BYRD: Well, I have heard many people use it. I have heard black leaders use it. I’ve heard white leaders use it. I meant nothing by that except as you were saying. That’s another one of those things that come and go. I don’t dwell on them. I try not to live too much in the past.” (transcript)

    He’s agreeing with the claim that “nigger” is a term for anyone who is ignorant. I just don’t see how that’s different from the argument that I’ve always heard the “there are black people and there are niggers. Niggers are ignorant, etc.” people make.

  13. joe, how can you possibly argue that Sen. Byrd is not agreeing that you can use “nigger” to mean “someone who is ignorant?” If “white nigger” is a possible term to use, and “white niggers” exist, then since not all white people are “white niggers,” and “nigger” means ignorant, one might think that it follows that not all black people are “black niggers.” Unless somehow you’re suggesting that he thinks that all black people are ignorant.

  14. I have heard the theory that you’re talking about, and “There are white niggers,” is an inevitable part of the argument where the person distinguishing “black people” from “niggers” attempts to demonstrate that he’s not racist. (As well, some people claim that his other comments of “I think we talk about race too much. I think those problems are largely behind us… I just think we talk so much about it that we help to create somewhat of an illusion,” are themselves evidence of racism by refusing to admit that it exists, though I think that goes too far.)

    What he said is exactly the argument that I’ve heard other people say and be denounced as “code words” for racism. Of course, sometimes it is, but it seems to be a mighty complicated code.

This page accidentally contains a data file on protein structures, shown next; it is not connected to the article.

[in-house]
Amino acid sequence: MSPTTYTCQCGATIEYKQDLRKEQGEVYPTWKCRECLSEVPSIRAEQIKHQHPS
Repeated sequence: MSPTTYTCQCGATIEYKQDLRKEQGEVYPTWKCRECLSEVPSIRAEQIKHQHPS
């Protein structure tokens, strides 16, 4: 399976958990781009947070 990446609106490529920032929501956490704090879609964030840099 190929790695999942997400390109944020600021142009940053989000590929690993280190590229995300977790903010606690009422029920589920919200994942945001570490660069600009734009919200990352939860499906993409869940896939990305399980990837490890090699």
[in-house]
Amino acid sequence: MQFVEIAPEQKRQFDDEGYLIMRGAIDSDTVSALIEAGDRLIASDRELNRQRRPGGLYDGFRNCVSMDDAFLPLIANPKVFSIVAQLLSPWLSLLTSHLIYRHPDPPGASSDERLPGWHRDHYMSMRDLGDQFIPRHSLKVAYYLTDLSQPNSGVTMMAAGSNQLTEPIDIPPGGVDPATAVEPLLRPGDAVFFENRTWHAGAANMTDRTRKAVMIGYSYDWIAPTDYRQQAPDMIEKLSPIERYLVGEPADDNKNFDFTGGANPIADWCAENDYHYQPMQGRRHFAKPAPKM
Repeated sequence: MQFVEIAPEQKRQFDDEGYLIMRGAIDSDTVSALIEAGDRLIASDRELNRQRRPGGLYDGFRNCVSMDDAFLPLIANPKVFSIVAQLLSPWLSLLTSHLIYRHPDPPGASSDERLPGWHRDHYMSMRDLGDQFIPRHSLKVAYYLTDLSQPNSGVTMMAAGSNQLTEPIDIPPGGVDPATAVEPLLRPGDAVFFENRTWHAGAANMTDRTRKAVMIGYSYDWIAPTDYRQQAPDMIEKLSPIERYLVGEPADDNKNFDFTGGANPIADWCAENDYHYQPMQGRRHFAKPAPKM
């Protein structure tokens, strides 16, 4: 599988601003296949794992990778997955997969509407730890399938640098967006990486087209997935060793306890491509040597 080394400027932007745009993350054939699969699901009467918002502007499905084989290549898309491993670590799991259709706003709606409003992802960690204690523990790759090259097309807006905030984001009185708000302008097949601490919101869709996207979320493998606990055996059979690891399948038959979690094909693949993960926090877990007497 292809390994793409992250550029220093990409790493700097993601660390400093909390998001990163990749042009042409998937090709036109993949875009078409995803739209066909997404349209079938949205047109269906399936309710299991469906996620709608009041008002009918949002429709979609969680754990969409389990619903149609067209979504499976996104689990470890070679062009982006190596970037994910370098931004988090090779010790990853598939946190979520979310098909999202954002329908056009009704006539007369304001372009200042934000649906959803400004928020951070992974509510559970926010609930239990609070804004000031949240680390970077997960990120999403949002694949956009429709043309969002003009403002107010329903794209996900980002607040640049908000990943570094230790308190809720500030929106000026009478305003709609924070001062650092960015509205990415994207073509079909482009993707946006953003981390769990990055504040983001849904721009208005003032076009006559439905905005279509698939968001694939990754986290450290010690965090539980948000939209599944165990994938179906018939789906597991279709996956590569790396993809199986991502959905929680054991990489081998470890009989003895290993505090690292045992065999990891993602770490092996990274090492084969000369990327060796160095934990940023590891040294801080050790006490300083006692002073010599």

15. Oh, so you finally bothered to listen to it.

    I just don’t see how that’s different from the argument that I’ve always heard the “there are black people and there are niggers. Niggers are ignorant, etc.” people make.

    Because Byrd was using it to include a segment of white people as well, and not just “generously” applying the term only to SOME black people.

    As opposed to Barnicle’s made-up caller. Or every other usage of the “niggers vs. black people” shtick I’ve ever heard.

  16. What he said is exactly the argument that I’ve heard other people say and be denounced as “code words” for racism

    Very upset about people being denounced for racism, AND eager to throw out an example of someone on the left using the word “nigger.”

    Suddenly, I find myself extremely bored.

  17. “Rick Perlstein’s Nixonland is a surprising hit, a beneficiary of the goodwill he won with his masterful history of the Goldwater movement, Before the Storm (2000).”

    so i’ve pretty much ignored this book until i just read this and found out it was written by the guy who wrote Before The Storm, which i loved. but i’m not quite getting the point of this sentence. is the book a surprising hit because it’s not very good but getting a good bump from the success of Before The Storm? that’s how i’m reading the sentence. i want to buy this but not if it’s any good.

    comments?

  18. Note to Pat Buchanan: I think that if you divide the country in half, there’s not a “larger slice” to be had by anybody. In fact, I’m pretty sure of it.

  19. Wow… joe’s partisanship continues to overwhelm his own stated beliefs again (6:40)and again (7:52) and again (7:55) as he defends the indefensible Senator Robert Byrd (D-KKK). Kind of like when he repeatedly uses a racial epithet because, YOU KNOW, he loves minorities and supports affirmative action. Which is why he defends Byrd and uses racial epithets.

    joe, HNR’s version of a guy who dropped out of school in 7th grade and practically thinks he IS black…

    That’s right, joe IS Dog the Bounty Hunter: “But I thought I was cool with the certain people that I know and love that are black, that, you know, that can call me ‘whitey’ and I can say — you know what I mean?”

    (I can just hear joe saying that, in the same hurt tone of voice…right after getting beaten like a pinata for saying something he should know better than to say.)

  20. Shorter rob: why do I get in trouble for saying things about black people, and other people don’t? The things I say sound exactly the same as what other people say, as far as I can tell, but I’m always getting picked on and they’re not!

  21. uses racial epithets?

    Ah, the “magic words” theory of race relations.

    Just don’t ever say the magic words, and all is well! If you say a magic word, it doesn’t matter how you use it, you are cursed by the inscrutable race gods.

  22. If you say a magic word, it doesn’t matter how you use it, you are cursed by the inscrutable race gods.

    I would say that, as a applied to white people, this is a good summary of hate speech laws and current orthodoxy amongst race hustlers of every stripe.